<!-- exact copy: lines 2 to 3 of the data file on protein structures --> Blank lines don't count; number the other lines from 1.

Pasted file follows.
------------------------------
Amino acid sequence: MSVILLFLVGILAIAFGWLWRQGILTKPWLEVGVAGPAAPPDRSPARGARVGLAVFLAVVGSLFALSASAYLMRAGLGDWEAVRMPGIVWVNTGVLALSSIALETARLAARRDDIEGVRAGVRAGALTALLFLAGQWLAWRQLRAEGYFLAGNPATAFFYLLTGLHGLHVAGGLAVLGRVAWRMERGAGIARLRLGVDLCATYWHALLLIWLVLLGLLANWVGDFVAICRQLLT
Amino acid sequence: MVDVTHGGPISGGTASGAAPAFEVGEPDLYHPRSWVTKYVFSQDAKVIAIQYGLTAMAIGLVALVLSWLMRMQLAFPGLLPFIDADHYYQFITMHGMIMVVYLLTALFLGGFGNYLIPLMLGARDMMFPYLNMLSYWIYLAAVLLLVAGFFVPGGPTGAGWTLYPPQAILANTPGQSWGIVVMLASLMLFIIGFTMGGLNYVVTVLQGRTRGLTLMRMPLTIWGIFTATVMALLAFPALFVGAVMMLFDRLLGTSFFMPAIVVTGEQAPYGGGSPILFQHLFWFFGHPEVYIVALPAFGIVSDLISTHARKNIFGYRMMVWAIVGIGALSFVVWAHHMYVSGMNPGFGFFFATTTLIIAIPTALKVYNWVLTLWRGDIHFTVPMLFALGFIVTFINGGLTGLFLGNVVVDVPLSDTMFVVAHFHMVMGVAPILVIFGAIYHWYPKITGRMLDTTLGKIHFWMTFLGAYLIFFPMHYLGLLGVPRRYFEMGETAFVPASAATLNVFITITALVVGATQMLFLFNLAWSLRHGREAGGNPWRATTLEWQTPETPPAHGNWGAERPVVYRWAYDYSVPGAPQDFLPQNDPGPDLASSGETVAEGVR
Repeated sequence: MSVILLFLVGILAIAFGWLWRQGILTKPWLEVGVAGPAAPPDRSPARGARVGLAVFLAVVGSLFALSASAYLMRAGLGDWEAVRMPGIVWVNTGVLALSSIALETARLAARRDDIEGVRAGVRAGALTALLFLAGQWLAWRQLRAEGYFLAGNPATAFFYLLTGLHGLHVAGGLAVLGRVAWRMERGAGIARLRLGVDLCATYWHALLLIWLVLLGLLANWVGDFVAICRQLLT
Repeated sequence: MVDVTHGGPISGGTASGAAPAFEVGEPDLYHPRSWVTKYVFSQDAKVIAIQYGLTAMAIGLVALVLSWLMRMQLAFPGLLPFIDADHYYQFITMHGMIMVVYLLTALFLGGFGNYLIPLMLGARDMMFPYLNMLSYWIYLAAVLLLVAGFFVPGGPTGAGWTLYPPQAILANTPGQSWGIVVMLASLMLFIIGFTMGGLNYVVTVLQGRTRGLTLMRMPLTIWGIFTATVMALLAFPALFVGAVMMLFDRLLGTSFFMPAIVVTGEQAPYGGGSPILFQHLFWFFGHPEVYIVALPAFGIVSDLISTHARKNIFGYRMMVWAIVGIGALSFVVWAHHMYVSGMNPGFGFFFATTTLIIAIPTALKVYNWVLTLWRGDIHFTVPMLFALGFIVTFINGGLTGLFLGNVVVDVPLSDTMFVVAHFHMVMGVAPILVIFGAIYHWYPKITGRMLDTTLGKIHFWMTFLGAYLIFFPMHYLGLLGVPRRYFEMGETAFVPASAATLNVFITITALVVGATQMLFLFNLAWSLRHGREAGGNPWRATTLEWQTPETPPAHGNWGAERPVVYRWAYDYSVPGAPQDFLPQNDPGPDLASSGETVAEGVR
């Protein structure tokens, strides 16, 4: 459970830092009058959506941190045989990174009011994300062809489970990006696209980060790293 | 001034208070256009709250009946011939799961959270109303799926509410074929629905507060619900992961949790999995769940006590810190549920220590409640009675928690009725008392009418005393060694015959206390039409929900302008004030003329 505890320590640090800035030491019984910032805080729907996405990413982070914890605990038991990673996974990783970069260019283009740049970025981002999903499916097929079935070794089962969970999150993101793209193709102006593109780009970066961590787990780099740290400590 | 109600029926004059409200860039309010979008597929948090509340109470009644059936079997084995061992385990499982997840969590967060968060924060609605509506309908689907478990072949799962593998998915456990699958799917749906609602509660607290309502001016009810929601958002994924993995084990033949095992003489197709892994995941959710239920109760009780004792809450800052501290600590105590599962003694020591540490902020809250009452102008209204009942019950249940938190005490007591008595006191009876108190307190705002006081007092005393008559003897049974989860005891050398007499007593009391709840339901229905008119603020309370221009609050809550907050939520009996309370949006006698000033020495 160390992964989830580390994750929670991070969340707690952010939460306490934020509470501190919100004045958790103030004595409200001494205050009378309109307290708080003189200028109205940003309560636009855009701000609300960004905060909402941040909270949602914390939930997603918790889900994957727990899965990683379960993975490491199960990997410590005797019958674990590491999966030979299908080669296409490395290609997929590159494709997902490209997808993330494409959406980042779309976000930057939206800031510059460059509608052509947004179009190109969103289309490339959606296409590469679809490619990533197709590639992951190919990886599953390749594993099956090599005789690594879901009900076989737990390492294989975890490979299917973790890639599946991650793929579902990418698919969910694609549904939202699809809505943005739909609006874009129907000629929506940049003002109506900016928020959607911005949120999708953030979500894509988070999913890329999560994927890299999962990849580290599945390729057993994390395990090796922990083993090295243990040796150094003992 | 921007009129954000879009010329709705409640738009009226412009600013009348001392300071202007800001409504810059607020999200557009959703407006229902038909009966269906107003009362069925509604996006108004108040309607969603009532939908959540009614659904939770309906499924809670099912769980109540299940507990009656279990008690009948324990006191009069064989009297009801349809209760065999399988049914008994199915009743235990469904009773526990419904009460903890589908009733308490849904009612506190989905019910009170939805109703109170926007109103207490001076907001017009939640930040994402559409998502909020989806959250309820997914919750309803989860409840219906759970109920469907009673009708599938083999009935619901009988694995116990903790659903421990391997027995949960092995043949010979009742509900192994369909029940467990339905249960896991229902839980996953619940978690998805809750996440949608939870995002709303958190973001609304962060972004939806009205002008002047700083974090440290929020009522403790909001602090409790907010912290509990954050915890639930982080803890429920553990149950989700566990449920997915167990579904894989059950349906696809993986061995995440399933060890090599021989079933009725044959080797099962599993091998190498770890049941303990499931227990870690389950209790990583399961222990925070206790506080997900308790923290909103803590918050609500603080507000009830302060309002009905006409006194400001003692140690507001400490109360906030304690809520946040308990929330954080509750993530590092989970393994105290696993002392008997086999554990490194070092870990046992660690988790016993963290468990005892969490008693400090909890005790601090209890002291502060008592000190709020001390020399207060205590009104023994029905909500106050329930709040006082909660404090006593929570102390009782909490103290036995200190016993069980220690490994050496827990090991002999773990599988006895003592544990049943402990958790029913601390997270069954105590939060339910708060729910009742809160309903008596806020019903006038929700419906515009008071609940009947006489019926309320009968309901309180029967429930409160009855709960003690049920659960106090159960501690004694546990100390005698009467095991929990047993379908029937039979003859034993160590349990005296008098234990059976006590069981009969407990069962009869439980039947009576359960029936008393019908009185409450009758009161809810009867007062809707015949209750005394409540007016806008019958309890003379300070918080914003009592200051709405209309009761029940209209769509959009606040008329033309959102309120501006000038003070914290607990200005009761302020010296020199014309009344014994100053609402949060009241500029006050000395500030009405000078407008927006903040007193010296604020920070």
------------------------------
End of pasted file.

Amino acid sequence: MVDVTHGGPISGGTASGAAPAFEVGEPDLYHPRSWVTKYVFSQDAKVIAIQYGLTAMAIGLVALVLSWLMRMQLAFPGLLPFIDADHYYQFITMHGMIMVVYLLTALFLGGFGNYLIPLMLGARDMMFPYLNMLSYWIYLAAVLLLVAGFFVPGGPTGAGWTLYPPQAILANTPGQSWGIVVMLASLMLFIIGFTMGGLNYVVTVLQGRTRGLTLMRMPLTIWGIFTATVMALLAFPALFVGAVMMLFDRLLGTSFFMPAIVVTGEQAPYGGGSPILFQHLFWFFGHPEVYIVALPAFGIVSDLISTHARKNIFGYRMMVWAIVGIGALSFVVWAHHMYVSGMNPGFGFFFATTTLIIAIPTALKVYNWVLTLWRGDIHFTVPMLFALGFIVTFINGGLTGLFLGNVVVDVPLSDTMFVVAHFHMVMGVAPILVIFGAIYHWYPKITGRMLDTTLGKIHFWMTFLGAYLIFFPMHYLGLLGVPRRYFEMGETAFVPASAATLNVFITITALVVGATQMLFLFNLAWSLRHGREAGGNPWRATTLEWQTPETPPAHGNWGAERPVVYRWAYDYSVPGAPQDFLPQNDPGPDLASSGETVAEGVR
Repeated sequence: MSVILLFLVGILAIAFGWLWRQGILTKPWLEVGVAGPAAPPDRSPARGARVGLAVFLAVVGSLFALSASAYLMRAGLGDWEAVRMPGIVWVNTGVLALSSIALETARLAARRDDIEGVRAGVRAGALTALLFLAGQWLAWRQLRAEGYFLAGNPATAFFYLLTGLHGLHVAGGLAVLGRVAWRMERGAGIARLRLGVDLCATYWHALLLIWLVLLGLLANWVGDFVAICRQLLT